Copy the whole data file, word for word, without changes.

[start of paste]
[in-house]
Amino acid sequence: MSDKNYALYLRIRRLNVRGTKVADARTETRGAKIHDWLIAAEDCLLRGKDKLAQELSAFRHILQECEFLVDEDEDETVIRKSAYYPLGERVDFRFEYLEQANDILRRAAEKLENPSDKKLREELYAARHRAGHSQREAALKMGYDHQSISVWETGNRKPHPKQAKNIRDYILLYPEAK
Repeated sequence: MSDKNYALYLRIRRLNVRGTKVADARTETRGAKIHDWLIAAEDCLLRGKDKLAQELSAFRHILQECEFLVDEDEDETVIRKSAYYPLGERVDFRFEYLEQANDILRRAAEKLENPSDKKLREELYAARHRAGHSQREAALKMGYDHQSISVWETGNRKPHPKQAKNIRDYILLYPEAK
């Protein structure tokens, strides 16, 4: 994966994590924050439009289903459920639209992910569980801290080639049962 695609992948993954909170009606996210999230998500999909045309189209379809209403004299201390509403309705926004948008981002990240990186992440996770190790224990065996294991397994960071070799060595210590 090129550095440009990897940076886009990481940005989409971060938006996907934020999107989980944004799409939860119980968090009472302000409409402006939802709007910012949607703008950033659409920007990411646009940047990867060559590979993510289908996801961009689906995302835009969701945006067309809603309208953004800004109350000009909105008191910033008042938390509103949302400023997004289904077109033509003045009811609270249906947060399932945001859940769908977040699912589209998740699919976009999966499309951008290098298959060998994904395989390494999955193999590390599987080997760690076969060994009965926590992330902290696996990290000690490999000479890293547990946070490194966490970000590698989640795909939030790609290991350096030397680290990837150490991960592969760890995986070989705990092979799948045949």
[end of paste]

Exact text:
[in-house]
Amino acid sequence: MSDKNYALYLRIRRLNVRGTKVADARTETRGAKIHDWLIAAEDCLLRGKDKLAQELSAFRHILQECEFLVDEDEDETVIRKSAYYPLGERVDFRFEYLEQANDILRRAAEKLENPSDKKLREELYAARHRAGHSQREAALKMGYDHQSISVWETGNRKPHPKQAKNIRDYILLYPEAK
Repeated sequence: MSDKNYALYLRIRRLNVRGTKVADARTETRGAKIHDWLIAAEDCLLRGKDKLAQELSAFRHILQECEFLVDEDEDETVIRKSAYYPLGERVDFRFEYLEQANDILRRAAEKLENPSDKKLREELYAARHRAGHSQREAALKMGYDHQSISVWETGNRKPHPKQAKNIRDYILLYPEAK
């Protein structure tokens, strides 16, 4: 994966994590924050439009289903459920639209992910569980801290080639049962 695609992948993954909170009606996210999230998500999909045309189209379809209403004299201390509403309705926004948008981002990240990186992440996770190790224990065996294991397994960071070799060595210590 090129550095440009990897940076886009990481940005989409971060938006996907934020999107989980944004799409939860119980968090009472302000409409402006939802709007910012949607703008950033659409920007990411646009940047990867060559590979993510289908996801961009689906995302835009969701945006067309809603309208953004800004109350000009909105008191910033008042938390509103949302400023997004289904077109033509003045009811609270249906947060399932945001859940769908977040699912589209998740699919976009999966499309951008290098298959060998994904395989390494999955193999590390599987080997760690076969060994009965926590992330902290696996990290000690490999000479890293547990946070490194966490970000590698989640795909939030790609290991350096030397680290990837150490991960592969760890995986070989705990092979799948045949």